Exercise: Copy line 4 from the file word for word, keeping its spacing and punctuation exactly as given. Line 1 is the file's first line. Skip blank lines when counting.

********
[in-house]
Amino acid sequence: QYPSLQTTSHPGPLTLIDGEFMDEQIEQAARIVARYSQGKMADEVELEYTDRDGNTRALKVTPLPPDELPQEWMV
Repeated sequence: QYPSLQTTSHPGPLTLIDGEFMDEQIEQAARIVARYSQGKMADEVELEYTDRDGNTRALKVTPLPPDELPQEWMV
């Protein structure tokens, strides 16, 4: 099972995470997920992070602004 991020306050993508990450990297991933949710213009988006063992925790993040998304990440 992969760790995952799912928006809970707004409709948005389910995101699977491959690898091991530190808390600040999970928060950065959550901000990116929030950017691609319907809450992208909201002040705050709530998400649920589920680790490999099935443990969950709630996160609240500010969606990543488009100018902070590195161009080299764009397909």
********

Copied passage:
């Protein structure tokens, strides 16, 4: 099972995470997920992070602004 991020306050993508990450990297991933949710213009988006063992925790993040998304990440 992969760790995952799912928006809970707004409709948005389910995101699977491959690898091991530190808390600040999970928060950065959550901000990116929030950017691609319907809450992208909201002040705050709530998400649920589920680790490999099935443990969950709630996160609240500010969606990543488009100018902070590195161009080299764009397909």